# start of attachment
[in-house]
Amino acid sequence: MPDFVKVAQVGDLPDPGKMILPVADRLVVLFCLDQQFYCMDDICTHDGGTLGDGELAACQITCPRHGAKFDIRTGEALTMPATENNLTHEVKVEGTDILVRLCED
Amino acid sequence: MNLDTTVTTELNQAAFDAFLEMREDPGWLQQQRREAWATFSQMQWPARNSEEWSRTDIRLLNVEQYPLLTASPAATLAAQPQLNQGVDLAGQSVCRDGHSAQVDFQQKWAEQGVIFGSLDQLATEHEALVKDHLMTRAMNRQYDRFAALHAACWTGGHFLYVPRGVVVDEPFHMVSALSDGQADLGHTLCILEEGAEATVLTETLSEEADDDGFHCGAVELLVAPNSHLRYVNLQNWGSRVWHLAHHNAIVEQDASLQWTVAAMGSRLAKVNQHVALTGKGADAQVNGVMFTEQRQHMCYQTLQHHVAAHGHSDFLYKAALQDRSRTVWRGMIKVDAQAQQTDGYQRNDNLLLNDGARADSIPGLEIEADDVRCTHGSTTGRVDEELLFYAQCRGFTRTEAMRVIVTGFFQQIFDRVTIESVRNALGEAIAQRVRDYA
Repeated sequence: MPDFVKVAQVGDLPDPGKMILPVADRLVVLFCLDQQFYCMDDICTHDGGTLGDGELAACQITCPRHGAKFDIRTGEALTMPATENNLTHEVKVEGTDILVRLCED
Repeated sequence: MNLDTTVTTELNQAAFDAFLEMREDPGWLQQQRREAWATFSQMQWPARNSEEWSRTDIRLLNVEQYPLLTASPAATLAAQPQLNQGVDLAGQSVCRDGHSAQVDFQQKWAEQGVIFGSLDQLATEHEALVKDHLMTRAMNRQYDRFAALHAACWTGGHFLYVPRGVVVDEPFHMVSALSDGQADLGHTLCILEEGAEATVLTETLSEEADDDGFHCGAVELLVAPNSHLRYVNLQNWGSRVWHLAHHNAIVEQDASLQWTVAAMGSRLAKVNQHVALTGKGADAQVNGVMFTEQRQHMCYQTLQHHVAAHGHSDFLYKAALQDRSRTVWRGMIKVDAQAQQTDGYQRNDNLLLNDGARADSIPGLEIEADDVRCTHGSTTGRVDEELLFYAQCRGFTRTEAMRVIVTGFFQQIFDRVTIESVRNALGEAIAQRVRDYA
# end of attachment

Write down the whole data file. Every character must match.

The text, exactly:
[in-house]
Amino acid sequence: MPDFVKVAQVGDLPDPGKMILPVADRLVVLFCLDQQFYCMDDICTHDGGTLGDGELAACQITCPRHGAKFDIRTGEALTMPATENNLTHEVKVEGTDILVRLCED
Amino acid sequence: MNLDTTVTTELNQAAFDAFLEMREDPGWLQQQRREAWATFSQMQWPARNSEEWSRTDIRLLNVEQYPLLTASPAATLAAQPQLNQGVDLAGQSVCRDGHSAQVDFQQKWAEQGVIFGSLDQLATEHEALVKDHLMTRAMNRQYDRFAALHAACWTGGHFLYVPRGVVVDEPFHMVSALSDGQADLGHTLCILEEGAEATVLTETLSEEADDDGFHCGAVELLVAPNSHLRYVNLQNWGSRVWHLAHHNAIVEQDASLQWTVAAMGSRLAKVNQHVALTGKGADAQVNGVMFTEQRQHMCYQTLQHHVAAHGHSDFLYKAALQDRSRTVWRGMIKVDAQAQQTDGYQRNDNLLLNDGARADSIPGLEIEADDVRCTHGSTTGRVDEELLFYAQCRGFTRTEAMRVIVTGFFQQIFDRVTIESVRNALGEAIAQRVRDYA
Repeated sequence: MPDFVKVAQVGDLPDPGKMILPVADRLVVLFCLDQQFYCMDDICTHDGGTLGDGELAACQITCPRHGAKFDIRTGEALTMPATENNLTHEVKVEGTDILVRLCED
Repeated sequence: MNLDTTVTTELNQAAFDAFLEMREDPGWLQQQRREAWATFSQMQWPARNSEEWSRTDIRLLNVEQYPLLTASPAATLAAQPQLNQGVDLAGQSVCRDGHSAQVDFQQKWAEQGVIFGSLDQLATEHEALVKDHLMTRAMNRQYDRFAALHAACWTGGHFLYVPRGVVVDEPFHMVSALSDGQADLGHTLCILEEGAEATVLTETLSEEADDDGFHCGAVELLVAPNSHLRYVNLQNWGSRVWHLAHHNAIVEQDASLQWTVAAMGSRLAKVNQHVALTGKGADAQVNGVMFTEQRQHMCYQTLQHHVAAHGHSDFLYKAALQDRSRTVWRGMIKVDAQAQQTDGYQRNDNLLLNDGARADSIPGLEIEADDVRCTHGSTTGRVDEELLFYAQCRGFTRTEAMRVIVTGFFQQIFDRVTIESVRNALGEAIAQRVRDYA